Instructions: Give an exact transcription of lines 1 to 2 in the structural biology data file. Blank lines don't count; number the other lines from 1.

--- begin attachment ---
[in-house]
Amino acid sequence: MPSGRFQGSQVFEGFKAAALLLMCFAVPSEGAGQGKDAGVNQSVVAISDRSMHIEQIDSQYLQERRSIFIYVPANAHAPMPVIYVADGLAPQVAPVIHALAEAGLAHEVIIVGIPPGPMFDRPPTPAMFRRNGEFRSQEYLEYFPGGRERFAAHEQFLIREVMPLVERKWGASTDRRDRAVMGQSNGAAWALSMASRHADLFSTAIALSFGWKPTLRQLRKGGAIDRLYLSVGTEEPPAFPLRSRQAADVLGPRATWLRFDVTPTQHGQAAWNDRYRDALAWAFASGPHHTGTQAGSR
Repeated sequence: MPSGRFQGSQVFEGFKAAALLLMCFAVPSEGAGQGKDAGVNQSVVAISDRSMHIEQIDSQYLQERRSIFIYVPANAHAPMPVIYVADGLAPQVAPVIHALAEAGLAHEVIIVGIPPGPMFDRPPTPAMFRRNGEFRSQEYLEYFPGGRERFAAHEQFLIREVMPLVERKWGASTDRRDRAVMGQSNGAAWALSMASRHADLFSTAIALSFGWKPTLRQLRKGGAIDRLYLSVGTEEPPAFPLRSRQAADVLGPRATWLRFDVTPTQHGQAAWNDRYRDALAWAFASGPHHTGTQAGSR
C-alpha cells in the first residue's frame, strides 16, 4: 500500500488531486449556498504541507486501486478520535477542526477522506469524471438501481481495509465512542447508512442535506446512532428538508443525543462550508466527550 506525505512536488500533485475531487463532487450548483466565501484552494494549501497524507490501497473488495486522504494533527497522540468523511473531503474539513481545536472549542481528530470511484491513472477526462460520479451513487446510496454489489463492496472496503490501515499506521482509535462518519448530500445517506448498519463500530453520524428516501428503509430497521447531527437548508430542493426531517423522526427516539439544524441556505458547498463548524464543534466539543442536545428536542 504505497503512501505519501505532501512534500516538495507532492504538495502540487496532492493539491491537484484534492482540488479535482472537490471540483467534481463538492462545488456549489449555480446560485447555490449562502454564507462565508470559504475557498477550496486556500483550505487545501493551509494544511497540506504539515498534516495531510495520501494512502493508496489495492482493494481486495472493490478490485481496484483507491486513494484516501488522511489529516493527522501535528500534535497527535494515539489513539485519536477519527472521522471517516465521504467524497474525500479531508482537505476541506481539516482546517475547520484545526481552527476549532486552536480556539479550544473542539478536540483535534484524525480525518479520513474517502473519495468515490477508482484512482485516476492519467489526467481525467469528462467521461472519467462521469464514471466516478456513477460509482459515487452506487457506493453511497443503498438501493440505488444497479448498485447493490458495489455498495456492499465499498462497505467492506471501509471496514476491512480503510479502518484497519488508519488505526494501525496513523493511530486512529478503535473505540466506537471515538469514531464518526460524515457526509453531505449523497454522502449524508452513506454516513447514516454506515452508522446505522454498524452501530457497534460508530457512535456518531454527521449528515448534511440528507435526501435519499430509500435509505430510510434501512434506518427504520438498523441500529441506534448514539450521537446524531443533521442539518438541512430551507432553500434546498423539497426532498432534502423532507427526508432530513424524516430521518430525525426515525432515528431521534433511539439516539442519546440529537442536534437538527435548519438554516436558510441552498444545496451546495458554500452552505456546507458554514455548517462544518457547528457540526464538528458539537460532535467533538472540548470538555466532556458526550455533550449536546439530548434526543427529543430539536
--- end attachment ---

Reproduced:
[in-house]
Amino acid sequence: MPSGRFQGSQVFEGFKAAALLLMCFAVPSEGAGQGKDAGVNQSVVAISDRSMHIEQIDSQYLQERRSIFIYVPANAHAPMPVIYVADGLAPQVAPVIHALAEAGLAHEVIIVGIPPGPMFDRPPTPAMFRRNGEFRSQEYLEYFPGGRERFAAHEQFLIREVMPLVERKWGASTDRRDRAVMGQSNGAAWALSMASRHADLFSTAIALSFGWKPTLRQLRKGGAIDRLYLSVGTEEPPAFPLRSRQAADVLGPRATWLRFDVTPTQHGQAAWNDRYRDALAWAFASGPHHTGTQAGSR